Kathy’s advice: “If you are journey mapping, you can’t forget the staff! Ultimately, AIB found over 100 pain points and many consistencies between what their employees were saying and what the customers were saying. And, although they hired business analysts, many believed the most important insights came from people from within the organisation — including IT, front line channel staff, and mortgage operations. Kathy stressed the importance of having the right stakeholders in the room – and keeping them in the room! She stated that ultimately, the bank needed to re-define, re-design and simplify many parts of the customer journey, and shared that content and analytics were huge components.

WHO OWNS THE CUSTOMER JOURNEY?
When a member asked, “Who owns the customer journey – and mapping it?” Kathy reported that the customer owned the journey. She said that throughout the process, they kept going back to what their customers said; they had interviewed over a thousand of them. She emphasized her belief that any organisation doing journey mapping should put customer feedback first.  That is what AIB did when they updated the customer journey and made it much shorter. They also added new, critical parts to the customer journey, i.e. now they look at pre-mortgage application steps, such as saving for a house, prior to applying for a mortgage and starting the mortgage process.

Since most of the customer pain points were in the mortgage application stage, that is where the AIB team began examining the customer journey. They discovered that issues went beyond the contact center and extended to other departments, i.e., the front line at the bank, credit assessment, lending and more. They addressed all of these issues and bumps along the way, significantly smoothing out and improving the customer journey. As stated, “We redesigned the experience from scratch, leaving no stone unturned.”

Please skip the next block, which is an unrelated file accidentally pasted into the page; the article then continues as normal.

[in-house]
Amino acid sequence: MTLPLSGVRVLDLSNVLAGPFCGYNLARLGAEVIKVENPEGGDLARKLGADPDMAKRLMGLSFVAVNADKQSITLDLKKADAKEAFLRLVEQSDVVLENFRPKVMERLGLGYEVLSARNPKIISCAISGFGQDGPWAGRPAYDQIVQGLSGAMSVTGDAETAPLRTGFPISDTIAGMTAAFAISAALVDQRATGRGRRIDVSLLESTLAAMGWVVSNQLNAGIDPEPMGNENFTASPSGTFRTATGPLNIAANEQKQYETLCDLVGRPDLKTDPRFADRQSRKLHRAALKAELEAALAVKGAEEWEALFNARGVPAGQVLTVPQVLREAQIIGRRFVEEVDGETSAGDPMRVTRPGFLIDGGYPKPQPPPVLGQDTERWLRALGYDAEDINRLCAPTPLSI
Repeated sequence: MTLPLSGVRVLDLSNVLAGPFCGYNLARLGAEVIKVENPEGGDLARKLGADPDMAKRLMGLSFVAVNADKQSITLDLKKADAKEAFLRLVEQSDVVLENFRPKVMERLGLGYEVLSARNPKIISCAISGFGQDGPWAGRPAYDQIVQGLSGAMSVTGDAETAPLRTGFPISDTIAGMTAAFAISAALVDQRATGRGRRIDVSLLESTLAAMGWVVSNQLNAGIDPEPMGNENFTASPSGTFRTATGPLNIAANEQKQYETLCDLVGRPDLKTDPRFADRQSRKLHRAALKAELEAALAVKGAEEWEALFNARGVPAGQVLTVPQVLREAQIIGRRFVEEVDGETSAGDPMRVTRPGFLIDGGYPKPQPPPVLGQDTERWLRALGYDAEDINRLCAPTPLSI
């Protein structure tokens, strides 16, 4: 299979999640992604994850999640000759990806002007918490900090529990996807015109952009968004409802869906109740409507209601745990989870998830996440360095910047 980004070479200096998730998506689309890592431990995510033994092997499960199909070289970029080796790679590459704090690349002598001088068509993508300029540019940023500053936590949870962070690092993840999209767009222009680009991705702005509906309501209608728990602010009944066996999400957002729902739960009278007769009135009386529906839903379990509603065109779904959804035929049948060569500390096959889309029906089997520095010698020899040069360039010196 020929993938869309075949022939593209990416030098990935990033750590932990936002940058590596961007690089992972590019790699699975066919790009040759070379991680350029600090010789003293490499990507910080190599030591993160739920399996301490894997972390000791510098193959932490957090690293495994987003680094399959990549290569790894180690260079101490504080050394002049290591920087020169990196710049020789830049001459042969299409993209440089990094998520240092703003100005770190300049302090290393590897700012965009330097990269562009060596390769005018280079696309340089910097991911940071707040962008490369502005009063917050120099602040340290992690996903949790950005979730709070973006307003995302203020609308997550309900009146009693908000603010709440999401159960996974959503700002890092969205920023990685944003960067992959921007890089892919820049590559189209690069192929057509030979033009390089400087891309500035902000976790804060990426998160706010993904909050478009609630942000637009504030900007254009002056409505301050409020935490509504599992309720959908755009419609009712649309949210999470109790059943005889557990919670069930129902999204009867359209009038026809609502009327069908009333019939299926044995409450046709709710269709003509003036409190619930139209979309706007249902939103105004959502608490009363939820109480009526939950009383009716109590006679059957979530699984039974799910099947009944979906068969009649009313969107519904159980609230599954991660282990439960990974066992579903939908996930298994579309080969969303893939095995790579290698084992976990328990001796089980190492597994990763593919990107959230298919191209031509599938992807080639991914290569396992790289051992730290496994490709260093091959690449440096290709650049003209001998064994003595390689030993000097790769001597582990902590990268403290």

Important take-aways from AIB’s journey mapping initiative include the following:

  • Make sure you have the right people in the room when deconstructing the customer journey
  • Staff should and often does function as customer advocates
  • Problems are rarely about a person, more about processes, procedures, or training. Defining your purpose and living your “organisational personality” will enhance and cultivate an environment that supports customers’ engagements and staff interactions
  • A good environment will help staff engage better with customers

CREATING A NEW CUSTOMER JOURNEY
As a result of the journey mapping exercise, AIB redefined the training curriculum to focus on supporting the customer right through the mortgage journey. As staff could see they were being invested in, this was viewed as a positive move.  Since contact center staff are situated in one central locale, it was easier to train them. Staff members also knew there was a career path designed for them, with levels and promotions to work towards. All contributed to a positive environment and to supporting customers.

The bank’s use of new channels like video, social media, and online tools was also covered. AIB customers now utilise a new “My Mortgage” App. Like many other companies, the bank is seeing a trend indicating that customers want to see a combination of self-serve, face to face, phone and digital channel options at their disposal. Technology is definitely leveraged, but may not always be their customer’s first choice. Today, the organisation remains focused on the nurture part of the journey, as well as keeping an eye on the entire, ever-changing, customer lifecycle.